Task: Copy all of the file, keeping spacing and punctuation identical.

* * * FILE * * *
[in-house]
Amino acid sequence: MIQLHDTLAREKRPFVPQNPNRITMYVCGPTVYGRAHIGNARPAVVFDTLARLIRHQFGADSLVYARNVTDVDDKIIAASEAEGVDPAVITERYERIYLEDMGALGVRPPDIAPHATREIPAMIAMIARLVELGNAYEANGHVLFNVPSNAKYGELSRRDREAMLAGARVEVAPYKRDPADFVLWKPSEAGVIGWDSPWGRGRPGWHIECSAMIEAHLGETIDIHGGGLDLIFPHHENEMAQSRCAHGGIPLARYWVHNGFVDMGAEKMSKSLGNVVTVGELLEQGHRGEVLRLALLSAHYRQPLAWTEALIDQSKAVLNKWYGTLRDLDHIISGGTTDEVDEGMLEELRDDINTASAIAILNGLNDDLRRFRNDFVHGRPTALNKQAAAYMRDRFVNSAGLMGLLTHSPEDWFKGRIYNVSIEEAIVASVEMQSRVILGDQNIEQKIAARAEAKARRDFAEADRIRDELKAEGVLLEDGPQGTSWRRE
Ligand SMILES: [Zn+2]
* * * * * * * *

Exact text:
[in-house]
Amino acid sequence: MIQLHDTLAREKRPFVPQNPNRITMYVCGPTVYGRAHIGNARPAVVFDTLARLIRHQFGADSLVYARNVTDVDDKIIAASEAEGVDPAVITERYERIYLEDMGALGVRPPDIAPHATREIPAMIAMIARLVELGNAYEANGHVLFNVPSNAKYGELSRRDREAMLAGARVEVAPYKRDPADFVLWKPSEAGVIGWDSPWGRGRPGWHIECSAMIEAHLGETIDIHGGGLDLIFPHHENEMAQSRCAHGGIPLARYWVHNGFVDMGAEKMSKSLGNVVTVGELLEQGHRGEVLRLALLSAHYRQPLAWTEALIDQSKAVLNKWYGTLRDLDHIISGGTTDEVDEGMLEELRDDINTASAIAILNGLNDDLRRFRNDFVHGRPTALNKQAAAYMRDRFVNSAGLMGLLTHSPEDWFKGRIYNVSIEEAIVASVEMQSRVILGDQNIEQKIAARAEAKARRDFAEADRIRDELKAEGVLLEDGPQGTSWRRE
Ligand SMILES: [Zn+2]